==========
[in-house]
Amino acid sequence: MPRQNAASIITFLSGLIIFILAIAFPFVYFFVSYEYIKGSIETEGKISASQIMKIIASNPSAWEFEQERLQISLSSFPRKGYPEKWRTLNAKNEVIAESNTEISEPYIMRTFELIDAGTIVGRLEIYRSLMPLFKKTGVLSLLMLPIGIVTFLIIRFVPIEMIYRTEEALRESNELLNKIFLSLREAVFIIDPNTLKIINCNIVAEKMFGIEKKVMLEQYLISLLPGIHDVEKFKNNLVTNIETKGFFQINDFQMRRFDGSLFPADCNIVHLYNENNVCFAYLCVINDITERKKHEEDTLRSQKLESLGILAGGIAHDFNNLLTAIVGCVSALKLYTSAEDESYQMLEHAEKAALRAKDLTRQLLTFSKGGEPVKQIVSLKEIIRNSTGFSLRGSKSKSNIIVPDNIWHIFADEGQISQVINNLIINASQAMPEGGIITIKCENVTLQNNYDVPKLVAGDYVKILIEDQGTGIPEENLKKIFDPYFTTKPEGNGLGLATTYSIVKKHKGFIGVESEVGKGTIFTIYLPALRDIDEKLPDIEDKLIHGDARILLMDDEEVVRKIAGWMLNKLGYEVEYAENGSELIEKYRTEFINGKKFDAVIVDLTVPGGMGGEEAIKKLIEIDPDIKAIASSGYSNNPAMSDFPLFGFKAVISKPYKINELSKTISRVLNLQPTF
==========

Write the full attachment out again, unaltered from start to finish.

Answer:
[in-house]
Amino acid sequence: MPRQNAASIITFLSGLIIFILAIAFPFVYFFVSYEYIKGSIETEGKISASQIMKIIASNPSAWEFEQERLQISLSSFPRKGYPEKWRTLNAKNEVIAESNTEISEPYIMRTFELIDAGTIVGRLEIYRSLMPLFKKTGVLSLLMLPIGIVTFLIIRFVPIEMIYRTEEALRESNELLNKIFLSLREAVFIIDPNTLKIINCNIVAEKMFGIEKKVMLEQYLISLLPGIHDVEKFKNNLVTNIETKGFFQINDFQMRRFDGSLFPADCNIVHLYNENNVCFAYLCVINDITERKKHEEDTLRSQKLESLGILAGGIAHDFNNLLTAIVGCVSALKLYTSAEDESYQMLEHAEKAALRAKDLTRQLLTFSKGGEPVKQIVSLKEIIRNSTGFSLRGSKSKSNIIVPDNIWHIFADEGQISQVINNLIINASQAMPEGGIITIKCENVTLQNNYDVPKLVAGDYVKILIEDQGTGIPEENLKKIFDPYFTTKPEGNGLGLATTYSIVKKHKGFIGVESEVGKGTIFTIYLPALRDIDEKLPDIEDKLIHGDARILLMDDEEVVRKIAGWMLNKLGYEVEYAENGSELIEKYRTEFINGKKFDAVIVDLTVPGGMGGEEAIKKLIEIDPDIKAIASSGYSNNPAMSDFPLFGFKAVISKPYKINELSKTISRVLNLQPTF